Whether through everyday conversations or discussions in the classroom, you’ve probably heard discussions on globalization: people today interact with others from many different cultures and backgrounds much more frequently than in decades past. From volunteering through DukeEngage, to studying abroad, to even spending time with friends from different cultural backgrounds, Duke students are certainly becoming more aware of their world and are becoming globalized. This presents a unique challenge in regards to values of integrity and honor. Different communities and cultures are governed by different moral codes. So how do we reconcile our own moral standards with those held by others?
The Harvard Business Review addresses this question from an corporate standpoint. When businesspeople work abroad, they often encounter legal and ethical standards different from those in their home countries. Thomas Donaldson addresses the unique question of whether businesspeople should stand by the moral codes held in their native country or adopt those of their country of occupation. According to Donaldson, one perspective, cultural relativism, takes the “when in Rome…” approach, while another standpoint, cultural imperialism, encourages businesspeople to abide by the same morals as they would in their home country. It is easy to see how the implicit debate between these two ideologies influences businesses—how should a company proceed if an action is morally and legally acceptable in a foreign country, but not in the company’s home country? How should a corporation train and treat employees from different cultures? This dilemma is difficult to resolve because company leaders must often choose between prioritizing economic gains and adhering to personal or cultural morals. Because the people the company leader is responsible for, including investors and employees, might be positively or negatively affected by the leader’s choice, deciding what is morally “right” or “wrong” can be extremely difficult. Though often in very different ways, this same question greatly affects all Duke students.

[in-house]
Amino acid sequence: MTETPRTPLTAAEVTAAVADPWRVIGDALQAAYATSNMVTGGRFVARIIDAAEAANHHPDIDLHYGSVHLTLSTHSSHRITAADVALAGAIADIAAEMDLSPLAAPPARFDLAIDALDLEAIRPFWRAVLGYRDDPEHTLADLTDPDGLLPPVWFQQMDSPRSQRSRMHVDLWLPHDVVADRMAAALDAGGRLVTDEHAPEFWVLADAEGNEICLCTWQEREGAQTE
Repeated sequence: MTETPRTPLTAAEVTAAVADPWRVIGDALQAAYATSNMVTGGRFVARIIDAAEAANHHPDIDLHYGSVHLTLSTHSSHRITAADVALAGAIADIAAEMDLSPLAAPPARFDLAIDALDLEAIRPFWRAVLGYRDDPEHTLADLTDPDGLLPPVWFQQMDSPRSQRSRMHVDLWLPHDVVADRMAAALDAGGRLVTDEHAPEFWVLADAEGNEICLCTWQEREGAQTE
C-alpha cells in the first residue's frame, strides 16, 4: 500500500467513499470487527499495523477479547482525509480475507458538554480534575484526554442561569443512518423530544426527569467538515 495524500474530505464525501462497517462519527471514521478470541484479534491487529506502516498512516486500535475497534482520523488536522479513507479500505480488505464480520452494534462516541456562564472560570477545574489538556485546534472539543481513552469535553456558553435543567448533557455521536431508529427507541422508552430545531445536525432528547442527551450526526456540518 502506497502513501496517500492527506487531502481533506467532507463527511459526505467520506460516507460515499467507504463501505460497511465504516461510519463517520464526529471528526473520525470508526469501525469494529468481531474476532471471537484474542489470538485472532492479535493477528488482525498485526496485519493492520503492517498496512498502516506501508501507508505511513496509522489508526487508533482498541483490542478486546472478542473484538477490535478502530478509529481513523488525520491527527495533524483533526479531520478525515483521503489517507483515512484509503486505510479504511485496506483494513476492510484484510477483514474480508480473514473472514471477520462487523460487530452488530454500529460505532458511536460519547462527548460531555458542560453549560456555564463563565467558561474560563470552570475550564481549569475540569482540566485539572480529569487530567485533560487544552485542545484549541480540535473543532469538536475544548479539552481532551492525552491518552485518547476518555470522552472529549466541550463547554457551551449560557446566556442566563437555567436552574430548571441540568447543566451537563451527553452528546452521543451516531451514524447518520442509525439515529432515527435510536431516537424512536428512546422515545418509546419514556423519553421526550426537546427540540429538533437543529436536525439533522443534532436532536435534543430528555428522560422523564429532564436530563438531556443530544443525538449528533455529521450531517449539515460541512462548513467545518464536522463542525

At a recent Honor Council meeting, we discussed how Duke students come from diverse backgrounds and hold a variety of moral and ethical ideals, but we are all expected to conform to the Duke Community Standard. The Standard is like the roots of a tree—it is the common moral ground upon which we all build, as branches build upon a tree’s foundation. Each of our individual “branches,” or personal code of ethics, are affected by our cultural, religious and community backgrounds, and deserve the respect of other community members. By using the Standard as a starting point and striving to understand how fellow students have woven it into their personal ideologies, we can further individual and community relationships. This provides an opportunity for all students to develop a more cohesive and trusting community.
Through travel and technology, Duke students also encounter people outside of our university community, that might hold very different moral codes. If we act with the goal of treating others with equality and respect, then we can immerse ourselves in local customs and ideals while holding on to our own morals and beliefs. In order to better understand the communities we find ourselves in, we must personally make the effort to engage and interact; One way to do this might be by simply participating in local practices by attending a religious ceremony or helping prepare a meal. If college is truly about expanding your horizons and getting a world-class education, you must put forth the effort to become a citizen of the world, recognizing the importance of countries and communities globally. Through these experiences, students should do their best to serve as an example of kindness, trustworthiness, open-mindedness and integrity, both throughout the Duke community and beyond our borders.
This week’s column was written by Trinity first-year Gabrielle Marushack.